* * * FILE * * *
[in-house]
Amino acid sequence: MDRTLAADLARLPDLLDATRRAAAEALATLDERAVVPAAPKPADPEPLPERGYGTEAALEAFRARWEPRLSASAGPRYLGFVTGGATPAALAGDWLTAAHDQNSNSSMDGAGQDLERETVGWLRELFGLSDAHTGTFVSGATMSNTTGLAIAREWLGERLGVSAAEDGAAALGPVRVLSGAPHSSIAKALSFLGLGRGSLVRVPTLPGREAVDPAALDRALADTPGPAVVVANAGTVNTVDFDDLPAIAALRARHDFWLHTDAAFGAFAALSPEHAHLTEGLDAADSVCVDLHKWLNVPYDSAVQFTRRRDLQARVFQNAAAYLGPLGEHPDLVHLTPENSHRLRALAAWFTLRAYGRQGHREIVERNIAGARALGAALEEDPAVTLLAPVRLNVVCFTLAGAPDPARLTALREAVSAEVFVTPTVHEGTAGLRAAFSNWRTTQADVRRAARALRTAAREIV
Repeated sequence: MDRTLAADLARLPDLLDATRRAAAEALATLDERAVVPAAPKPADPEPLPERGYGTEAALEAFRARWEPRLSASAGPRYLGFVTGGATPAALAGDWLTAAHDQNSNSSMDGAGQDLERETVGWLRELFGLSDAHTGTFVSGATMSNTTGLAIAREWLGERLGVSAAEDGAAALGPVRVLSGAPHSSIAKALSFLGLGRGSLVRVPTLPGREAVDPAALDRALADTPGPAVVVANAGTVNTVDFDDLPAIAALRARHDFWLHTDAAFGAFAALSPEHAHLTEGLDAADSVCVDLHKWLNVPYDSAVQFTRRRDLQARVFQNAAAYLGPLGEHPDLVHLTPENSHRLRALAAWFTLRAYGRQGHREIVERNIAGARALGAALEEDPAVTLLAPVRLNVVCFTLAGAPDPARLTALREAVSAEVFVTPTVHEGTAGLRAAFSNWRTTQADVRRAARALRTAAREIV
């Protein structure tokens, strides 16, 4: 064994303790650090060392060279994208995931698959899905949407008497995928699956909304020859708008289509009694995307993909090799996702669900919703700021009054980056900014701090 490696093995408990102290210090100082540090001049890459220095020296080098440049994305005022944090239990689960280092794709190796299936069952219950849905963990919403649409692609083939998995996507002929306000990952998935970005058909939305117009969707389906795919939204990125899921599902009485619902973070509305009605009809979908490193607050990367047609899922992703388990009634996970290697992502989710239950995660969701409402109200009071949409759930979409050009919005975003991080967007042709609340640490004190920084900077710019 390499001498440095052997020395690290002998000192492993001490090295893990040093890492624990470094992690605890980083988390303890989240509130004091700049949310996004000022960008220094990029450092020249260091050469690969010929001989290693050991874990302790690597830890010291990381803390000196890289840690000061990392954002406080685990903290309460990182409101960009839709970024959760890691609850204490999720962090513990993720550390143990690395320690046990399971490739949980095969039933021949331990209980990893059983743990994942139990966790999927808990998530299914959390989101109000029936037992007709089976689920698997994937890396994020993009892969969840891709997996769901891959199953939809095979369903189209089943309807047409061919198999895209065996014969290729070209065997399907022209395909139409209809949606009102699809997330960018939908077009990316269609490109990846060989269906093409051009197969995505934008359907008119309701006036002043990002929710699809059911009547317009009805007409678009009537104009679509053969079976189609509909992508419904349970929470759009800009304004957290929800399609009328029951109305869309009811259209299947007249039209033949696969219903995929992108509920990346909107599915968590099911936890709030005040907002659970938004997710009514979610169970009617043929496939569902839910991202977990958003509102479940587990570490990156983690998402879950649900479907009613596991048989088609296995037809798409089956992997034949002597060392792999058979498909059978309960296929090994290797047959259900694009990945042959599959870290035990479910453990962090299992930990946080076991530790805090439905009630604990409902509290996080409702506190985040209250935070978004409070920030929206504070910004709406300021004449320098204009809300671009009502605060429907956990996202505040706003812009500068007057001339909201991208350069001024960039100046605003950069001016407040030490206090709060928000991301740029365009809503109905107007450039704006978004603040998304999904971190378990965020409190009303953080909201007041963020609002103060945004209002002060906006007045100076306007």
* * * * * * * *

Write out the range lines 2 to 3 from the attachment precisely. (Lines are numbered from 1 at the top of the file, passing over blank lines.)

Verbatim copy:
Amino acid sequence: MDRTLAADLARLPDLLDATRRAAAEALATLDERAVVPAAPKPADPEPLPERGYGTEAALEAFRARWEPRLSASAGPRYLGFVTGGATPAALAGDWLTAAHDQNSNSSMDGAGQDLERETVGWLRELFGLSDAHTGTFVSGATMSNTTGLAIAREWLGERLGVSAAEDGAAALGPVRVLSGAPHSSIAKALSFLGLGRGSLVRVPTLPGREAVDPAALDRALADTPGPAVVVANAGTVNTVDFDDLPAIAALRARHDFWLHTDAAFGAFAALSPEHAHLTEGLDAADSVCVDLHKWLNVPYDSAVQFTRRRDLQARVFQNAAAYLGPLGEHPDLVHLTPENSHRLRALAAWFTLRAYGRQGHREIVERNIAGARALGAALEEDPAVTLLAPVRLNVVCFTLAGAPDPARLTALREAVSAEVFVTPTVHEGTAGLRAAFSNWRTTQADVRRAARALRTAAREIV
Repeated sequence: MDRTLAADLARLPDLLDATRRAAAEALATLDERAVVPAAPKPADPEPLPERGYGTEAALEAFRARWEPRLSASAGPRYLGFVTGGATPAALAGDWLTAAHDQNSNSSMDGAGQDLERETVGWLRELFGLSDAHTGTFVSGATMSNTTGLAIAREWLGERLGVSAAEDGAAALGPVRVLSGAPHSSIAKALSFLGLGRGSLVRVPTLPGREAVDPAALDRALADTPGPAVVVANAGTVNTVDFDDLPAIAALRARHDFWLHTDAAFGAFAALSPEHAHLTEGLDAADSVCVDLHKWLNVPYDSAVQFTRRRDLQARVFQNAAAYLGPLGEHPDLVHLTPENSHRLRALAAWFTLRAYGRQGHREIVERNIAGARALGAALEEDPAVTLLAPVRLNVVCFTLAGAPDPARLTALREAVSAEVFVTPTVHEGTAGLRAAFSNWRTTQADVRRAARALRTAAREIV